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Title: Textile production in Britain during the first millennium B.C.
Author: DeRoche, Carole Diane
ISNI:       0000 0001 3422 6647
Awarding Body: University of Cambridge
Current Institution: University of Cambridge
Date of Award: 1995
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This project investigates the textile production sequences in first millennium B.C. Britain and explores aspects of the organisation of this production in local, regional and interregional contexts. In addition to presenting a comprehensive description of the technology based on fabric remains and the implements used in their manufacture, it broadens the range of prehistoric technologies studied from ceramics, lithics and metalwork to include one based on organic matelials. In focusing on the sequence of processes for converting raw material to end product, in this case fibre into woven cloth,this work provides a new perspective for the study of production. Through a review of ethnographic and ethnohistorical examples, possible modes of organising textile production are defined and characterised. Archaeological evidence for textile production in Britain during the later Bronze Age and the Iron Age is discussed and the sequences of activities in the production process are reconstructed. The implements and structures required at each stage of fibre preparation, spinning, and weaving are described. It is these artefacts which complise the major part of the archaeological record pertaining to textile production. Detailed examinations are made of material recovered from selected sites occupied during the period between roughly 1000 B.C. and A.D. 50 in three regions, Eastern Yorkshire, Western East Anglia and the Upper Thames Valley. The stages of production represented at each site are identified and chronological changes and regional variations are noted. The implications of this diversity are evaluated and the integration of production systems is discussed in technological and soc io-economic tenns. The method used here for assssing the organisation of prehistoric British textile production is advocated as one which can be applied advantageously to diverse technologies in other regions and periods.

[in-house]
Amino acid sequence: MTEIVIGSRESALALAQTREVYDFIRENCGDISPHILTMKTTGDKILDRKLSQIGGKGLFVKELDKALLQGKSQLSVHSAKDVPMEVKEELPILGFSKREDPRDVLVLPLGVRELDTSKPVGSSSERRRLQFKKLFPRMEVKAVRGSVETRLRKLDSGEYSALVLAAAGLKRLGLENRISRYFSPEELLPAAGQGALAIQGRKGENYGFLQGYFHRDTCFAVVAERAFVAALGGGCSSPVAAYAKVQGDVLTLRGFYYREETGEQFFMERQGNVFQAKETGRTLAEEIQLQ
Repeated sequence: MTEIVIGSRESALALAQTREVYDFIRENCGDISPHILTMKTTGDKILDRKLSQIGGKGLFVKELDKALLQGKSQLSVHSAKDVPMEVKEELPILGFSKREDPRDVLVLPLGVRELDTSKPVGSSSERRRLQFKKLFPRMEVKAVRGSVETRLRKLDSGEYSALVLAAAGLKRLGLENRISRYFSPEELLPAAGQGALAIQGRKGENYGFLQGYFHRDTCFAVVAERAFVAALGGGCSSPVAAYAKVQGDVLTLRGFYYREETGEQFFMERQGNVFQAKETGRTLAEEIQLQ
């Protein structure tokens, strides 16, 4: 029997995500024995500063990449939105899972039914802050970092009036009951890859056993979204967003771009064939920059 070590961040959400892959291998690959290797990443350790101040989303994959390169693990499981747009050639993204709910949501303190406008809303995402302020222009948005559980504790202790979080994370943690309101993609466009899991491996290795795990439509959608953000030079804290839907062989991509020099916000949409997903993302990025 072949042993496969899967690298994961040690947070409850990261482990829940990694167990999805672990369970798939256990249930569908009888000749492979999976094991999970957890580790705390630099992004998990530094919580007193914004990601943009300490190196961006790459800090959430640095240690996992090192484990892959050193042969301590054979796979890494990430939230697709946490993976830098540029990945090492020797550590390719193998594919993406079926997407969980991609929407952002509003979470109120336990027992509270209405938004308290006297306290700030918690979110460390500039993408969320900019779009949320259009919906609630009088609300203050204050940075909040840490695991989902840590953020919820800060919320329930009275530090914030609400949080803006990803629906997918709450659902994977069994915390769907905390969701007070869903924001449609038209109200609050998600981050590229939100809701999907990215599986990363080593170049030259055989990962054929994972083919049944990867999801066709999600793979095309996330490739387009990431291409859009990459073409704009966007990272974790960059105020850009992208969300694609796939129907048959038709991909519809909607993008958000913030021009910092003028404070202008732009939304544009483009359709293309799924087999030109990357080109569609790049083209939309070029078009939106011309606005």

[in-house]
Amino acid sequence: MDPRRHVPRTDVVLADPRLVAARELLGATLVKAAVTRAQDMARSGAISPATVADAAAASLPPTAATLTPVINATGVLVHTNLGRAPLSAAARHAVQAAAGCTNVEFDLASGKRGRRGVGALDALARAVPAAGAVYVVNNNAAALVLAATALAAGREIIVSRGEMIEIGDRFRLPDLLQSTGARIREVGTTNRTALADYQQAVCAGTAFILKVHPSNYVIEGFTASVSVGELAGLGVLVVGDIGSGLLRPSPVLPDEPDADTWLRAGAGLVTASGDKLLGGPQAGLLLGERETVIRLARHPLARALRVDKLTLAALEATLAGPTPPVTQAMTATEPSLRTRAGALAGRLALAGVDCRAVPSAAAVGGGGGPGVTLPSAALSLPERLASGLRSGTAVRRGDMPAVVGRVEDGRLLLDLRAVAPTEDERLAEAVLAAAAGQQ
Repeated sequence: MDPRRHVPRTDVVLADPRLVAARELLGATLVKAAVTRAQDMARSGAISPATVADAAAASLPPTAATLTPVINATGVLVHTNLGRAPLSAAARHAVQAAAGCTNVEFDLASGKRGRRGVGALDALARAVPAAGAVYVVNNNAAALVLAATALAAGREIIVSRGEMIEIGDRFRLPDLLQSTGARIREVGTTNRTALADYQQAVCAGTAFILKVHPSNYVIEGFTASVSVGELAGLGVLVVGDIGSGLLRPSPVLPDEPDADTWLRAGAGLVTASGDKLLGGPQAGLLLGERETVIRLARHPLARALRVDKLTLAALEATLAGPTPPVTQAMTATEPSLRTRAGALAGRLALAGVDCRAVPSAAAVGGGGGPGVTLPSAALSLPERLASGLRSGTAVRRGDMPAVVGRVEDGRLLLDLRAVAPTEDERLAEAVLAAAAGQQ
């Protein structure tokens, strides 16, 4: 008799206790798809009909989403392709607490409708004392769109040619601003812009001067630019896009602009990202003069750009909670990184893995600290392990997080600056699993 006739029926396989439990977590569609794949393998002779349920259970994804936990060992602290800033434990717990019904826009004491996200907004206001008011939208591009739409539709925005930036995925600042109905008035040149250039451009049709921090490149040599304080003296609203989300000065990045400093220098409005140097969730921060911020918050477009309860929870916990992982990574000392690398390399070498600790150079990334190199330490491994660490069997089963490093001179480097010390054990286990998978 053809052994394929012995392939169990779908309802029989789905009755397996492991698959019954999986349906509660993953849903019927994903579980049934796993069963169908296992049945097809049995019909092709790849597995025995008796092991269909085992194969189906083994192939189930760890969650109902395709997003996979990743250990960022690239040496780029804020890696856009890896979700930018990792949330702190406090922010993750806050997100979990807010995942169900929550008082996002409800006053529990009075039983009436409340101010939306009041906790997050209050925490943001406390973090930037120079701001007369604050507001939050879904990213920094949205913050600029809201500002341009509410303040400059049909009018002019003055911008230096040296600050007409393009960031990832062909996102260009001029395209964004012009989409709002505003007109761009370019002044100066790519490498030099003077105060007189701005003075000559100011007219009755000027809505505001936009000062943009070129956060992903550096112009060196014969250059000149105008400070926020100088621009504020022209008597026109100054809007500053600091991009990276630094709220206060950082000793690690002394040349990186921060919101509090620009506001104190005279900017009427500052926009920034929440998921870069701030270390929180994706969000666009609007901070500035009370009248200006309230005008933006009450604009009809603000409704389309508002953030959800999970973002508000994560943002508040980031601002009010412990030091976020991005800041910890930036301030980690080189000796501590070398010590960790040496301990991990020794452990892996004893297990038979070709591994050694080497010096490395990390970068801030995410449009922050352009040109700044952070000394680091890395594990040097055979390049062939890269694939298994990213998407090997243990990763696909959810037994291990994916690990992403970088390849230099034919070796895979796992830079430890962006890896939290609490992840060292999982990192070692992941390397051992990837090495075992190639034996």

Supervisor: Not available Sponsor: Not available
Qualification Name: Thesis (Ph.D.) Qualification Level: Doctoral
Keywords: Archaeology